Wildlife Ecology and Management Lecture Notes Week 2
Wildlife Ecology and Management Lecture Notes Week 2 390
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This 9 page Class Notes was uploaded by Jacob Erle on Sunday September 13, 2015. The Class Notes belongs to 390 at Syracuse University taught by Dr. Sharron Farrell in Fall 2015. Since its upload, it has received 28 views. For similar materials see Wildlife Ecology and Management in Foreign Language at Syracuse University.
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Date Created: 09/13/15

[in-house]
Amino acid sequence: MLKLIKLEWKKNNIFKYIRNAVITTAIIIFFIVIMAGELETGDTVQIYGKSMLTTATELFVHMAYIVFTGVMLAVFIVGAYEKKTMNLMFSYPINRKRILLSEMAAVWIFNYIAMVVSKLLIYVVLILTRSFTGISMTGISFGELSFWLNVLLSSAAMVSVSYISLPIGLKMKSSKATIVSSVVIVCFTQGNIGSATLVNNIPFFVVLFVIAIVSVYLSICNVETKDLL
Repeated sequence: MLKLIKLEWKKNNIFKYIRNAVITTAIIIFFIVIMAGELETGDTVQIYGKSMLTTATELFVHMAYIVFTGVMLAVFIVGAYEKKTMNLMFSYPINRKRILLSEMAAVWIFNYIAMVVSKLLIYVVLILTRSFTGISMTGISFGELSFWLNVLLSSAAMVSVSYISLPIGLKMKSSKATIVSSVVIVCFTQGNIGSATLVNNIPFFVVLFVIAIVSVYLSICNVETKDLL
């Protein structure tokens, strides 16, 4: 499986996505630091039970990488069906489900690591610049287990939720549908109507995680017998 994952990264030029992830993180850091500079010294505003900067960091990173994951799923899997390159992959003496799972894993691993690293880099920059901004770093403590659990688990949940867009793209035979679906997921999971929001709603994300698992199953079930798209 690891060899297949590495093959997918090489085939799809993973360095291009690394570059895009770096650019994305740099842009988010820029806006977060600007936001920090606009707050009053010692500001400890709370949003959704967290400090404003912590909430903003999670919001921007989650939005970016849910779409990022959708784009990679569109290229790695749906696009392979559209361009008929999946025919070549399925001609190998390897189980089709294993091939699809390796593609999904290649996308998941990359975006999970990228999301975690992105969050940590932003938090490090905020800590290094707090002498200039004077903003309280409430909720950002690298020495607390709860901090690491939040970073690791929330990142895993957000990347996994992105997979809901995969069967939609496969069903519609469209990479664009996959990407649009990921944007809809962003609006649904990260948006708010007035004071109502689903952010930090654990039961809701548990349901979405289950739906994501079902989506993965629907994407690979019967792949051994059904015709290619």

Wildlife Ecology and Management Notes Week 2 9815 Habitats and Populations how muchhow many How good is it Quality or Condition What factors are driving the quotHow goodquot quality of habitat or trajectory of populations can we change the how many to achieve a desired outcome and how Habitat What is habitat Niche an organism s habitat and its behavioral adaptations GE Hutchinson 1957 an n dimensional hypervolume enclosing the complete range of conditions under which an organism reproduces itself in theory all variable relevant to life history of an organism must be included temperature X moisture gradient X light 3D plot Niche is important for us to understand all the factors necessary for the organismspecies to live in its habitat Fundamental Niche range of conditions within the organisms can potentially be found Realized Niche range of conditions within the organisms are actually found in Nature Habitat is the combination of resources and environmental conditions present in an area that produce occupancy by individuals of a given species Elements of Habitat Sum total of speci c resources needed by an organism over time and space Species Range can vary can be migratory range over a year migratory bird broader range based on of organisms living there time frame historic vs current make sure you have proper context s speciesspeci c not associated with vegetation coexisting there May or may not support survival andor reproduction at any given level habitats may vary over time Habitat Use extent a species uses space amount of time organism consumes food exploits resources or lives in area to better understand how species uses factors need to look at Use vs availability use vs nonuse presenceabsence Habitat availability accessibility of an organism to obtain consume exploit How to test for Habitat UseAvailability Sample for presencea bsence Measure resource and environmental conditions Statistical analysis Make prediction can use a map Sample animals with traps motionpointradio collar detectors point counters to produce a grid of points over certain amount of space Measures Use YES vs Nonuse N0 Many methods have margin of error can t detect species results in element of uncertainty Measure Conditions Often vegetative oor density tree height density obstructions canopy cover soi composition topography slopeelevation Remote Sensing GIS Very Useful Sonar Noise Levels Statistical Analysis Compute test statistic Use for predicting drawing conclusions sometimes on the map Evaluate and make predictionconclusion Habitat Preference inferred by examining patternscorrelations of use compared to availability or nonuse Habitat Selection decisionmaking process of an animals in determining where to be in the environment involves innate and learned behaviors involves many sources of information PA39ITERN use vs PROCESS Information for DecisionMaking Perception cognition Previous experience Persona sampling vegetation and geographytopography predators food Social dynamics conspeci cs around results in competition indicators of habitat quality Often tested with manipulative experiment variable and control is very useful in better understanding decisionmaking process of habitat selection Habitat Quality ability of the habitat combination of resources and conditions to provide for performance outcomes individua survival reproduction population persistence Ecological Trap sometimes informationcues organisms use to make decisions for habitat selection are NOT always reliable miseading indicators usualy refers to scenario when cues are decoupled usualy in situations where human activities have resulted in changes to environment an organism s otherwise appropriate selection decisions turn out to be a bad choice 1st described in 19705 by Dwernychuk and Boag terns and ducks coexisted Gulls replaced terns terns were good indicator of good habitat gulls weren t protecting the ducks but preyed on duck eggs and young 91015 SCALES AND LANDSCAPES many scales areas of resolution for studying ecological topics but no single answer to it all organisms respond differently to resources and conditions at different scales different life stages may interact with scale differently juvenile adult behaviors occur over different scales mating systems dispersal ecoogica patterns and processes change across scales what is scale of management How does that link to what we know about organism s habitat use Scale Components Grain minimum resolution of data usually de ned by sample unit polygon or pixel size Extent scale of data largest area considered size of area being studied grain and extent often correlated when we do negrain high resolution it s usually done over small space response data usually associated with grain data on yaxis grain amp extent set limits to data resolution what we can infer and understand How do we determine what scale to use want to use grain amp extent that s appropriate for question being asked provides data that enables conclusions to be drawn and applied to area in question make ecological sense for organism under investigation evauate type of scale based on organism s perspective anima cognition amp perception ex how hermit crabs utilize resources vs bear Dispersal range Houston toad vs Pronghorn may be based on basis of management goals anthropogenic perspective Landscape and Spatial Ecology species use areas that vary in space factors important to a species may differ at different scales patterns and processes across spatial extents can affect species habitat use and tness context and surrounding landscapes can in uence conditions and dynamics of an area Patchmatrix model Patch surface region that is more different from its surroundings compared to rest of environment Matrix background dominant component in landscape Corridor linear patches that connect other patches Shortcomingslimitations very simple not always enough resolution hard to de ne patches in environment Mosaic model variety of cover types or landscape Landscape composition or relative area of coverage for each classi ed type of cover still uses idea of patches in that each element or cover type is described as a discrete unit Patch metrics size shape con guration perimeter interior distance connectivity number of patches function barrier or conduit permeability ability to move through matrix Landscape Continuum Model variegation model uses continuum of cover categories intact cover vs varigated cover vs fragmented cover vs relictual simiar to HSM SDM or RSF Acknowledges that other organisms look at landscapes differently from how we do thus how we classify it incorporates one or more species unique habitat requirements Creates contour of specieshabitat relationships across space intensity of use quality organism s use and performance in space creates visualization ofthelandscape Limitationsshortcomings requires delineation of cover categoriesclasses chalenges of scale what about the organism Patchmatrix and mosaic model concepts Edge to interior ratio Linear distance of edge Area of Interior ratio differs depending on species preferences size of patches shape what we see as edges vs functional edges for species of interest important to take organisms perspectives into consideration some species bene t from different cover types at an edge snakes whitetailed deer different types of food access to habitat Others do not avoidance of competitors Speciesspecies interactions differences in thermal gradient wind Ecotone discontinuity in environmental conditions usually measured as transition between 2 different vegetationcover types Corridors and Connectivity see hedgerows roads waterways inear patches ba rrier or conduit l Depends on Organism neither What makes an effective corridor Are corridors essential Are they a good investment PROS CONS keeping species from increased mortality could introduce exotic species maintain genetic health of populations little data to support hypothesis expensive to make Fragmentation of habitat Think speciesspeci c has 3 components loss of total area of speci c habitat leads to lower carrying capacity reduction in mean patch size altering characteristics for size DOES matter increase in mean distance between patches Area Sensitivity Think speciesspeci c area needs to meet speci c requirements type of vegetation available presence use survival mating amp reproduction type of landscape can be linear or threshold relationship various sensitivities Island Biogeography Extinctions should occur less frequently on large islands larger local population sizes if colonization occurs at the same rate on large and small islands large islands will support a greater diversity of species Recommendations for protected area design Diamond 1975 arge reserve better than small reserves singe undivided reserve better than several small if divided few large reserves better than many small reserves should be spaced equally from another not linearly lf reserves are linear they should be connected with corridors lf reserve is small and isolated it should be circular and not near Use these ideas and apply them to patches even landbased ones may apply to some species and not others SLOSS Single Large or Several Small DEPENDS ON THE SPECIES END OF NOTES